Gideon V. Wainwright - Supreme Court Decision

Supreme Court Decision

The final decision was announced on March 18, 1963; the opinion of the Court was delivered by Justice Hugo Black. The three concurring opinions were written by Justices Clark, Douglas and Harlan.

In it, the court specifically praised its previous ruling in Powell v. Alabama. Whether or not the Powell v. Alabama decision applied to non-capital cases had sparked heated debate. Betts v. Brady initially decided that, unless there were special circumstances like illiteracy, stupidity or being in an especially complicated trial, there was no need for a court-appointed attorney. Gideon v. Wainwright overruled Betts v. Brady, which had allowed selective application of the Sixth Amendment right to counsel to the states, itself previously binding only in federal cases. Instead, the court held that the right to the assistance of counsel was a fundamental right, essential for a fair trial, thereby emphasizing the procedural safeguards needed for due process of law. In this sense, the meaning is specifically that no one, regardless of wealth, education or class, should be charged with a crime and then be forced to face his accusers in court without the guidance of counsel.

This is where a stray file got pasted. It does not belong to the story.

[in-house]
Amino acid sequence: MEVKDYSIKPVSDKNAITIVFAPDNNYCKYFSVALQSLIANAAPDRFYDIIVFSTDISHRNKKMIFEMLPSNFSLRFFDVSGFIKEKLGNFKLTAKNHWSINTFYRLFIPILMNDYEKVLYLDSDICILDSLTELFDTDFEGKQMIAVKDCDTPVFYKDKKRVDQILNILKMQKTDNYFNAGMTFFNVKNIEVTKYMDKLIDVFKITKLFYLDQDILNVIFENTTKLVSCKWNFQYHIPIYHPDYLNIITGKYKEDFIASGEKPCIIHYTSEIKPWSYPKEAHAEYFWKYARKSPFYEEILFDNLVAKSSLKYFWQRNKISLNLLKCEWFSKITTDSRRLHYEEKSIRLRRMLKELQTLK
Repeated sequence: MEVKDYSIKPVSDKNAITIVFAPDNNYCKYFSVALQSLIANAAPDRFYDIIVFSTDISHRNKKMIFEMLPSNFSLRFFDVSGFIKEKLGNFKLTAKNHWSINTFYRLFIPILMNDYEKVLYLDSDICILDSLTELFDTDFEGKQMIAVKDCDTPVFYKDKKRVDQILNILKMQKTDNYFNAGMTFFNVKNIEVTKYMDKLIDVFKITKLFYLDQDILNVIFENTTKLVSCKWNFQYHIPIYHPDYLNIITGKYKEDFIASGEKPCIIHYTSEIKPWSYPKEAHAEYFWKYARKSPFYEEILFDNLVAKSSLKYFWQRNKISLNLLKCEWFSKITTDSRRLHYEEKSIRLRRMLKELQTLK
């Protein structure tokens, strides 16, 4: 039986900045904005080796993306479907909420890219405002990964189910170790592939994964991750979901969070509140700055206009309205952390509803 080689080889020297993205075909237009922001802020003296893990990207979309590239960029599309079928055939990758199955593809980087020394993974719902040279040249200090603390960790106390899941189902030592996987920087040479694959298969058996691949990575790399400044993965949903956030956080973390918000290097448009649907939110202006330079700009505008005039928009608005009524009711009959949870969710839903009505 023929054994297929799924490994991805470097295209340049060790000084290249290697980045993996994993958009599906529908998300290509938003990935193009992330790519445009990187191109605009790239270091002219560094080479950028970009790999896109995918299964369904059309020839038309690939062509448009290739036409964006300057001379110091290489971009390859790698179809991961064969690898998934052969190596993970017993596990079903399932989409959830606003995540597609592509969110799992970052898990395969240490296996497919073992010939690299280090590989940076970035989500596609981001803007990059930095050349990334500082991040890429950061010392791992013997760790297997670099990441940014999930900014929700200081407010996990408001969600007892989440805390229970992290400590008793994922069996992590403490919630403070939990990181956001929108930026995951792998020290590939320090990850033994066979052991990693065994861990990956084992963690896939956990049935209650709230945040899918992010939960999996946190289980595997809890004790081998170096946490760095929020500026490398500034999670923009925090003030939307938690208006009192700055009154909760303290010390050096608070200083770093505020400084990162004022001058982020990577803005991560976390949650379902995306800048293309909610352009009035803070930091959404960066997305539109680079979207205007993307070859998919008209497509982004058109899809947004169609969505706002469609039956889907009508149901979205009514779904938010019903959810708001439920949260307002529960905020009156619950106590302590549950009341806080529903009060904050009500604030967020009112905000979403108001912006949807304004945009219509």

Justice Clark's concurrent opinion stated that the Constitution never states whether a case is capital and non-capital, so legal counsel needs to be provided in all cases. Justice Harlan's concurrent opinion stated that the mere existence of a serious criminal charge constituted in itself special circumstances requiring the services of counsel at trial.

The court remanded the case to the Supreme Court of Florida for "further action not inconsistent with this decision." Gideon was then retried with W. Fred Turner serving as his appointed counsel. He was acquitted.

Gideon v. Wainwright was one of a series of Supreme Court decisions that confirmed the right of defendants in criminal proceedings to counsel during trial, on appeal, and in the subsequent cases of Massiah v. United States, 377 U.S. 201 (1964) and Miranda v. Arizona 384 U.S. 436 (1966), even during police interrogation.

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